Life lengthens in space
Fluorescent observation of nematodes , C.elegans, which expressed polyglutamine combined with green fluorescent protein (GFP), shows that the number of polyglutamine aggregates increase with age. Fewer polyglutamine aggregates were observed in C. elegans cultured in space than those on the ground. This suggests that the space environment affects life-span (Fig. 3A).
In addition, the result of gene-expression analysis revealed that seven genes in the life-related gene cluster had reduced expression. When each of these genes was artificially inactivated on the ground, the lifespan of C. elegans was extended (Fig. 3B). This suggests that the life-related gene cluster becomes inactive in the space environment. Meanwhile, our study on the expression of the two mice genes corresponding to the seven genes of C. elegans showed that the expression of these genes was also reduced due to spaceflight (Fig. 3C). Further detailed analysis is required to answer the questions of whether the genes identified by C.elegans are related to cellular aging, whether the two mice genes are related to aging and/or life, etc. In the future, space experiments may help identify common life-related genes across genera.
The gene-analysis results of mice undergoing space flight strongly suggested that the space environment induces and accelerates cellular aging, while the results of C. elegans space experiments suggest that life is prolonged in space. How does the acceleration of cellular aging in space link to the phenomena of individual aging? On the other hand, although rapid-aging phenomena are triggered in space because of the significant degradation of biological function, is it possible that life is conversely extended due to decreased basal metabolism? It is expected that further space experiments and more detailed analysis will be carried out to elucidate aging phenomena. JAXA has initiated a study on development at its space-experiment facility using mammals such as mice and rats for the purpose of space biomedical research.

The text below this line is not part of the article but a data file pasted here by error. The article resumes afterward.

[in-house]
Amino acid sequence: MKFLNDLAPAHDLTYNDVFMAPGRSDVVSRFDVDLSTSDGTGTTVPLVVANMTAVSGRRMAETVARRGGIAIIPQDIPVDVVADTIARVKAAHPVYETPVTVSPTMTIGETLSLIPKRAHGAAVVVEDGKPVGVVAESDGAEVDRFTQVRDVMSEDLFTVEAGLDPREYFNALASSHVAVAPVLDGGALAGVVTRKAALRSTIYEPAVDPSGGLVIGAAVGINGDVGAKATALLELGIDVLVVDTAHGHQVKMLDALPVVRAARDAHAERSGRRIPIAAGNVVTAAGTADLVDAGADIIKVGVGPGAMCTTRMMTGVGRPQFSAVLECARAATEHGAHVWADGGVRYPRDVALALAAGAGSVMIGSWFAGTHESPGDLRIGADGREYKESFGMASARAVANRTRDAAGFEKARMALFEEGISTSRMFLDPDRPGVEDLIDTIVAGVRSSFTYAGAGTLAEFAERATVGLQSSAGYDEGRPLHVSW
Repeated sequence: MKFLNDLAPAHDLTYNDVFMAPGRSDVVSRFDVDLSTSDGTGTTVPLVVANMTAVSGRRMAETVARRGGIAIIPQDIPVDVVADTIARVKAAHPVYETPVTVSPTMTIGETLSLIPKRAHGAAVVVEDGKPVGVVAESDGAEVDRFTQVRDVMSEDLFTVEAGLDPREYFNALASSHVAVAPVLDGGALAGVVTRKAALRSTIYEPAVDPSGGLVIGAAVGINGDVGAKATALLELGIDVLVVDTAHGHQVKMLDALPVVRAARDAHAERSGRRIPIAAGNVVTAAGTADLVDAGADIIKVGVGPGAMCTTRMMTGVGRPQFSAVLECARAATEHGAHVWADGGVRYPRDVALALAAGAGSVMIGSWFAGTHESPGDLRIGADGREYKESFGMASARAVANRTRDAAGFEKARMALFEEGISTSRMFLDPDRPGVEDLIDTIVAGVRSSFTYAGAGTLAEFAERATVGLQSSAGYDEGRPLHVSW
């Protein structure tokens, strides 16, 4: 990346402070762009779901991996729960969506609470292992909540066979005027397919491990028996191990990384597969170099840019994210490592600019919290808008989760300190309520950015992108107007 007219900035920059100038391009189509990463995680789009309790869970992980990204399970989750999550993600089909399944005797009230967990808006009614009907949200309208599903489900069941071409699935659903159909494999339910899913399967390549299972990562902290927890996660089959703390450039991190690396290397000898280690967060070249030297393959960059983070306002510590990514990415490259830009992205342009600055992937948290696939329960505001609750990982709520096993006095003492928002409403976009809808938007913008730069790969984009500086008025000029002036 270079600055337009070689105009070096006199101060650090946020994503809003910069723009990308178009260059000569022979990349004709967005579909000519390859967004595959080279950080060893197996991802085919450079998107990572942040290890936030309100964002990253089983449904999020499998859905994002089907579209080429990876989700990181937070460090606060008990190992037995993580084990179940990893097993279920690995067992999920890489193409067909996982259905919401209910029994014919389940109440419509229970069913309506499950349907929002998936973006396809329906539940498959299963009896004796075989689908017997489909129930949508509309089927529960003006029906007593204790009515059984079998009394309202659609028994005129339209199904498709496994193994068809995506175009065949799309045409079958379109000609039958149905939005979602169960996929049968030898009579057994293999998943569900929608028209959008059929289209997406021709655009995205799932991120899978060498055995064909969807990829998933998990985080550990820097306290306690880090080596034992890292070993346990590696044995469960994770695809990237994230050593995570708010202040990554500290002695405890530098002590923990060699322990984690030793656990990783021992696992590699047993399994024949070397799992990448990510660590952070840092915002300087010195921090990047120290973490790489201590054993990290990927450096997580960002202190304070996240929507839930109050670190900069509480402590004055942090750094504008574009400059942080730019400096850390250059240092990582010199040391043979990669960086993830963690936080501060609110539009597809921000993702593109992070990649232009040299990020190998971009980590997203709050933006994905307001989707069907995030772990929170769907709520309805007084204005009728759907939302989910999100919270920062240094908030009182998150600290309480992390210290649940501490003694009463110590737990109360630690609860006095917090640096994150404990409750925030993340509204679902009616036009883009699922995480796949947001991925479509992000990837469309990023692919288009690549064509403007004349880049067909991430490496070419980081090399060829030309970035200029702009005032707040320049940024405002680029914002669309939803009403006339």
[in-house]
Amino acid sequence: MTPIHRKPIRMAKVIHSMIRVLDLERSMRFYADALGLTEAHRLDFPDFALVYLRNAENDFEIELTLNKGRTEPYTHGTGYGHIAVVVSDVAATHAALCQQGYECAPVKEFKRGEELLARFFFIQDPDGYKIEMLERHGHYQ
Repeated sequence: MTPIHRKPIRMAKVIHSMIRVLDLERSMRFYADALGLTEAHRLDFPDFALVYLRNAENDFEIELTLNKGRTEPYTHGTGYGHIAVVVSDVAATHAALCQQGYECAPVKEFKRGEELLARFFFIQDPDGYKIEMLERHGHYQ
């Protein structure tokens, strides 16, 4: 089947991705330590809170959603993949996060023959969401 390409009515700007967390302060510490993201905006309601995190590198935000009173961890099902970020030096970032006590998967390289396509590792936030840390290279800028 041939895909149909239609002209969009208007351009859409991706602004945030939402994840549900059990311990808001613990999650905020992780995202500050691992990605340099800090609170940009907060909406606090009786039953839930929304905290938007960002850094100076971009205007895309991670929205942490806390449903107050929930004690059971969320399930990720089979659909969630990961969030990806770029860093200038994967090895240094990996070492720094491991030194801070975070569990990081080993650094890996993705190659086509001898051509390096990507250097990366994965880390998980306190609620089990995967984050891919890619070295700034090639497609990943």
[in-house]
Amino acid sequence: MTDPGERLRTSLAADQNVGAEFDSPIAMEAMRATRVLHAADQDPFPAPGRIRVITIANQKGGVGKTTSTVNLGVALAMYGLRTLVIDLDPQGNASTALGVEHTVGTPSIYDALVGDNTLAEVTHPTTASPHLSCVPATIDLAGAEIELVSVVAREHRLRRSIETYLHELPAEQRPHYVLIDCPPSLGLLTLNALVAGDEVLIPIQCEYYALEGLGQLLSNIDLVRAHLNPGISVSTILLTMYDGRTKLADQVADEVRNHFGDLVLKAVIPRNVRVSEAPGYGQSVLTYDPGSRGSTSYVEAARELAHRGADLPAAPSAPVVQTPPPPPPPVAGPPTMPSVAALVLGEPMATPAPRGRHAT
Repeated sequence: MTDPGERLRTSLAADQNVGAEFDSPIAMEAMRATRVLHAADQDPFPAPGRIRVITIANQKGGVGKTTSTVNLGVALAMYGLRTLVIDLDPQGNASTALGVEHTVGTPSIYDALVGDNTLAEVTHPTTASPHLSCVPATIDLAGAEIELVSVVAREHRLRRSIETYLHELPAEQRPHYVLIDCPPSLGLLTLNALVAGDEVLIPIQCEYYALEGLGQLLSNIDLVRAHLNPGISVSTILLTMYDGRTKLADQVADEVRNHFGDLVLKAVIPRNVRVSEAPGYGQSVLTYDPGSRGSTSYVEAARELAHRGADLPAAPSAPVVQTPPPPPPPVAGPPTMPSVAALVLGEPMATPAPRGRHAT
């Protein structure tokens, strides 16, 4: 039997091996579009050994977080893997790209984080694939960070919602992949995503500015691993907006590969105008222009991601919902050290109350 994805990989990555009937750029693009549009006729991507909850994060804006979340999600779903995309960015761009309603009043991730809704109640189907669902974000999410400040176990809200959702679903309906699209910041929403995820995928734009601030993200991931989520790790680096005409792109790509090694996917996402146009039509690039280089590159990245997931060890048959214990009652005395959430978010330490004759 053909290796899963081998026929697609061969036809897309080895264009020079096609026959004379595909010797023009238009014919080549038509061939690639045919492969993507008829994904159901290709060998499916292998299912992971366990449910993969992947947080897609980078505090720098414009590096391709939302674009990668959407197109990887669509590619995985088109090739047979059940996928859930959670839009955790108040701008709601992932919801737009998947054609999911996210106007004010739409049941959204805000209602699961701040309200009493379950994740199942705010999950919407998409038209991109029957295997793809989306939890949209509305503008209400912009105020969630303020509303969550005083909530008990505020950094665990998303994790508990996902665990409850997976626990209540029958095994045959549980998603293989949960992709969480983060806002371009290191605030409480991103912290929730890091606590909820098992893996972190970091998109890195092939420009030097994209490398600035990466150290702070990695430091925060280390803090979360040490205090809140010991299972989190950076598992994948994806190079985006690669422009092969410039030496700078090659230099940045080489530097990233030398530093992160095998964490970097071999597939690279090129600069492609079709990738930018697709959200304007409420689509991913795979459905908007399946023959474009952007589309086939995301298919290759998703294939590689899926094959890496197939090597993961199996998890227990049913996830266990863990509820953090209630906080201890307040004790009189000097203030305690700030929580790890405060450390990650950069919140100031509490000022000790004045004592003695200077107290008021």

There is still no clear evidence that the rapid changes in biological function of astronauts in the space environment are the same as the mechanism of slow aging phenomena on the ground at a cellular or molecular level. Nonetheless, as the life-related gene cluster in C. elegans was identified by space experiments, it is highly probable that we may obtain important knowledge on the molecular mechanism of biological-function changes associated with human aging through space experiments using mammals. Thus, it is expected that the space environment will become a useful experiment site for research into anti-aging medicine as well as basic science related to aging and life.